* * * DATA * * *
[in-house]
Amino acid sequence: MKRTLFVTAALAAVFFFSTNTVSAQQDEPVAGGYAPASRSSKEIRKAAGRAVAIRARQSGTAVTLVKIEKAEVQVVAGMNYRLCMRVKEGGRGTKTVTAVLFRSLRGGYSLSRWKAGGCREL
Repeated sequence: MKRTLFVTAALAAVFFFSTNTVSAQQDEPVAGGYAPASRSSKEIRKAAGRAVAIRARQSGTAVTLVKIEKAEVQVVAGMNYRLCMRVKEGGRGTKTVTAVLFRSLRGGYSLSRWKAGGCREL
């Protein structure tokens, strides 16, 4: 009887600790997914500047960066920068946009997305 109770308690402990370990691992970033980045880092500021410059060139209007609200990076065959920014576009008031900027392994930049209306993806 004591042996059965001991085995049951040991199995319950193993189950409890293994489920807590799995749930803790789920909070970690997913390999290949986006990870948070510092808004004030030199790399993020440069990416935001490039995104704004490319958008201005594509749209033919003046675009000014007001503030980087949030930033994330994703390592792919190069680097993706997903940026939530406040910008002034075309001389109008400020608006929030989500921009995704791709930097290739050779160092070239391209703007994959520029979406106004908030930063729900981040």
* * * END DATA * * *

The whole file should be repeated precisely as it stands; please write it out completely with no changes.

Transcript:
[in-house]
Amino acid sequence: MKRTLFVTAALAAVFFFSTNTVSAQQDEPVAGGYAPASRSSKEIRKAAGRAVAIRARQSGTAVTLVKIEKAEVQVVAGMNYRLCMRVKEGGRGTKTVTAVLFRSLRGGYSLSRWKAGGCREL
Repeated sequence: MKRTLFVTAALAAVFFFSTNTVSAQQDEPVAGGYAPASRSSKEIRKAAGRAVAIRARQSGTAVTLVKIEKAEVQVVAGMNYRLCMRVKEGGRGTKTVTAVLFRSLRGGYSLSRWKAGGCREL
């Protein structure tokens, strides 16, 4: 009887600790997914500047960066920068946009997305 109770308690402990370990691992970033980045880092500021410059060139209007609200990076065959920014576009008031900027392994930049209306993806 004591042996059965001991085995049951040991199995319950193993189950409890293994489920807590799995749930803790789920909070970690997913390999290949986006990870948070510092808004004030030199790399993020440069990416935001490039995104704004490319958008201005594509749209033919003046675009000014007001503030980087949030930033994330994703390592792919190069680097993706997903940026939530406040910008002034075309001389109008400020608006929030989500921009995704791709930097290739050779160092070239391209703007994959520029979406106004908030930063729900981040």